PRAGUE, June 24 -- The new chief executive of the domain name overseer ICANN promised during the opening ceremonies of a meeting here that every decision he makes in his new job will be "in the public interest."
This past Friday, ICANN announced the hiring of Fadi Chehadé, an entrepreneur with limited experience in the insulated world of domain names, as its CEO. He will start in October. The organization faces some of the biggest controversies in its history -- including the accusation that it has drifted from a public-interest nonprofit overseeing a critical global resource to an industry association beholden to big-money domain interests.
Fadi Chehadé is a US citizen who grew up in Egypt and Lebanon. He left the Middle East in 1980, when he was 18. He earned a computer science degree and put himself through school by working restaurant jobs. A master's degree at Stanford followed, as did time at Bell Labs and entrepreneurial stints that put him in the negotiating spot with some of the world's largest technology companies, including IBM.
During his speech to kick off ICANN's nearly weeklong meeting in Prague, Chehadé emphasized his plan to listen to the full range of voices in the Internet community. He teared up when thanking his family for supporting him in what many would call an impossible job. With the last line of his speech, he made clear his awareness of ICANN's most pressing reputational problem.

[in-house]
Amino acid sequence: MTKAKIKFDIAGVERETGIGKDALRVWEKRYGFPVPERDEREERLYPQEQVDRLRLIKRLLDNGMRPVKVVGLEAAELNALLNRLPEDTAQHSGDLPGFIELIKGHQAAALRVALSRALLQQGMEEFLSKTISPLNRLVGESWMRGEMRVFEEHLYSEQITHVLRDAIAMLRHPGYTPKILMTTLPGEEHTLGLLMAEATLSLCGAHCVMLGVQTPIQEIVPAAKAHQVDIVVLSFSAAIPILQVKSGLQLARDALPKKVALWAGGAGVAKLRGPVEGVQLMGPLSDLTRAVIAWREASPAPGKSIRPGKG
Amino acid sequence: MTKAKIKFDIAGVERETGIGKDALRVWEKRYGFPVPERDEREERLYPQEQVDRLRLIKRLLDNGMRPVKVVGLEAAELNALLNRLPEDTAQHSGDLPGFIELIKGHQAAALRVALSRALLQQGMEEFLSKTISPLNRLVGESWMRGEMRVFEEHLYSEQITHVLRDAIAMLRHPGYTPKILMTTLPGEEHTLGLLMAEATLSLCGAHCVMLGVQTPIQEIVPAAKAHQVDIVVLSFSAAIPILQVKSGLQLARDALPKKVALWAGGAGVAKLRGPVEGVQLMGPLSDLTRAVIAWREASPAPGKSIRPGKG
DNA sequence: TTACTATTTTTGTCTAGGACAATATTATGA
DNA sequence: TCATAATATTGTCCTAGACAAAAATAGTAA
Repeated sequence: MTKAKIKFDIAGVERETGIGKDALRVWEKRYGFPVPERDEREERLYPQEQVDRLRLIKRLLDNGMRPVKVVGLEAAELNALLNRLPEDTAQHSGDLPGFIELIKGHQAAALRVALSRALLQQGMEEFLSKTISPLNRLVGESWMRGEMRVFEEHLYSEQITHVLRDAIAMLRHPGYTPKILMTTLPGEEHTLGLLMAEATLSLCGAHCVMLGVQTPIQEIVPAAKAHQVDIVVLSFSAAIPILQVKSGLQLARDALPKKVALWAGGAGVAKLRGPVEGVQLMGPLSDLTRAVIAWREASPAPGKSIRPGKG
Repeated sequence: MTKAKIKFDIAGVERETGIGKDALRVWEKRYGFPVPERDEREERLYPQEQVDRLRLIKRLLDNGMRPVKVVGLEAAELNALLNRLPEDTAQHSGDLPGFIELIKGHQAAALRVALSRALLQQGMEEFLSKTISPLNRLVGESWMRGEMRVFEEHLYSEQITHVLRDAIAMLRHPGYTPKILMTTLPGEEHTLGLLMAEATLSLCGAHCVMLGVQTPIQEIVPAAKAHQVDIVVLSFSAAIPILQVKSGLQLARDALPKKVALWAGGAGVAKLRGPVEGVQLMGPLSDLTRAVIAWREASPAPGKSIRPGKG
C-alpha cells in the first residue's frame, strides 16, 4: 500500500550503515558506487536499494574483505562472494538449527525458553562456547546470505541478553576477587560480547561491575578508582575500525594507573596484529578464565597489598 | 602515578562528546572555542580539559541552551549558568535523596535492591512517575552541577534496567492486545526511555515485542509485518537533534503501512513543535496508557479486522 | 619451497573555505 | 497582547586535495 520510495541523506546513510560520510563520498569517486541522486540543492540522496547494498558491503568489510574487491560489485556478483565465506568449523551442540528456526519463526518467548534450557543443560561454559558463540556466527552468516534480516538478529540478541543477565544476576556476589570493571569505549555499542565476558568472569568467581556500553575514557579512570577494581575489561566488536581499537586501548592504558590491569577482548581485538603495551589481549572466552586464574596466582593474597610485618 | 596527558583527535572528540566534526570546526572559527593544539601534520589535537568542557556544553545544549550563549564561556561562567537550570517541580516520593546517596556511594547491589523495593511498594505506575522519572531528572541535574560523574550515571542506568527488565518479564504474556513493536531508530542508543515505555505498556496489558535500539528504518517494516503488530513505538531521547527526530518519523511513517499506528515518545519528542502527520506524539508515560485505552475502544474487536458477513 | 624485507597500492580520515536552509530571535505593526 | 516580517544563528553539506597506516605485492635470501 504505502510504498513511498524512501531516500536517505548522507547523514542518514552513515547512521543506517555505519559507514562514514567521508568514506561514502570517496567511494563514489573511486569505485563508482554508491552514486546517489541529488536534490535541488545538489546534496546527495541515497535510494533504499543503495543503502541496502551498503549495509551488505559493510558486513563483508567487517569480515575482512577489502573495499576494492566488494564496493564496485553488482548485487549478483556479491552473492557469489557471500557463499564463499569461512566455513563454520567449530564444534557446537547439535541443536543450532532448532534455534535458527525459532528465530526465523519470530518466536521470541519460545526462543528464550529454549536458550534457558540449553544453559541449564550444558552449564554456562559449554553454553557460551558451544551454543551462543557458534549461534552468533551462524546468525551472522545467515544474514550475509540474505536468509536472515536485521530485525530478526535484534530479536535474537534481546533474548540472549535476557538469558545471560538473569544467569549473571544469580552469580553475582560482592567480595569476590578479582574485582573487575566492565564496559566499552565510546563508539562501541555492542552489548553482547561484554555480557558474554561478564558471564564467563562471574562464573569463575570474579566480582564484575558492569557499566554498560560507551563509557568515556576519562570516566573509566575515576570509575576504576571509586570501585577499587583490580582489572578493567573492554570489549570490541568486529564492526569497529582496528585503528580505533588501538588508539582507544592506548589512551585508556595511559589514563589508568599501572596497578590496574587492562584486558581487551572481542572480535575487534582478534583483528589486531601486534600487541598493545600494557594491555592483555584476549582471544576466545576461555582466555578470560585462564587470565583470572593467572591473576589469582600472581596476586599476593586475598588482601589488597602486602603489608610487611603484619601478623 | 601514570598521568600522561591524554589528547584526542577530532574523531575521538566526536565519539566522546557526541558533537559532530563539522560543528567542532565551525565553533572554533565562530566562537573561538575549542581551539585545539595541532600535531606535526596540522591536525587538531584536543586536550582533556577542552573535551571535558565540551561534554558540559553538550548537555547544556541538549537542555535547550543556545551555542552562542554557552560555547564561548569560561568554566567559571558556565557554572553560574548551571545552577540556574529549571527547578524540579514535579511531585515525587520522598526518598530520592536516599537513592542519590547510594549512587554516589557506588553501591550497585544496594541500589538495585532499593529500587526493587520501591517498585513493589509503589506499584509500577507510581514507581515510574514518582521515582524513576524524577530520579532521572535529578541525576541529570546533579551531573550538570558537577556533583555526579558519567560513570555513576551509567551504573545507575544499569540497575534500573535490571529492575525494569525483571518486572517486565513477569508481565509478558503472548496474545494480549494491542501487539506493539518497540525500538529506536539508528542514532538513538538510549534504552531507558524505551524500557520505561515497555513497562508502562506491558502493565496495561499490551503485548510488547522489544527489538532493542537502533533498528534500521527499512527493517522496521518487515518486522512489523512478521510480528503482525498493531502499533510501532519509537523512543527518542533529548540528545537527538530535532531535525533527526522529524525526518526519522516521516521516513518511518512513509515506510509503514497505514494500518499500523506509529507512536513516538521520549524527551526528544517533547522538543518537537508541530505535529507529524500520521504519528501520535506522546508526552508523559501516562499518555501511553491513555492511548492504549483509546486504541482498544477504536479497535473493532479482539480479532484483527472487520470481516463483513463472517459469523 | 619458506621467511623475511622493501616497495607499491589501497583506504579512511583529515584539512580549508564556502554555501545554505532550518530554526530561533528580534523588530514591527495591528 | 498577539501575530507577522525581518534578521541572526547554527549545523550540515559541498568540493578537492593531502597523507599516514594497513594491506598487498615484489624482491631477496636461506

In addition, criticism over the new domain expansion, which will take the Internet from 22 generic top-level (gTLD) domains to more than 1,900, has taken some unexpected turns. And calls for ICANN to turn over its administrative duties to the UN's International Telecommunications Union or some other multinational have grown stronger than ever.
ICANN also said it has replaced the manager of the domain expansion program. That program has been delayed by technical problems and marred by the unexpected release of some confidential applicant data.
Since the list of applications for gTLDs was announced, trademark holders have been increasingly concerned that they will have to shell out even more money for brand protection. And the public-interest community is considering the effects of multinational corporations trying to stake out a wide range of generic names.
ICANN also suspended the controversial "digital archery" method it intended to use for processing domain applications. The system would have relied on Internet connection speeds to reward the fastest responses with better places in line for application processing. Unofficially, a number of applicants and others complained that digital archery gave hot-wired developed countries an unfair advantage and opened up an avenue for profiteering by companies claiming to be able to beat or game the system.
One of these companies, Pool.com, is a subsidiary of Momentous, one of the largest Internet registrars, which is owned by the chairman of ICANN's nominating committee. That group chooses candidates for the ICANN board and other parts of the organization.
— Beau Brendler is chairman of the North American Internet user advisory committee to ICANN (NARALO) and was a voting member of its executive committee (ALAC) for three years.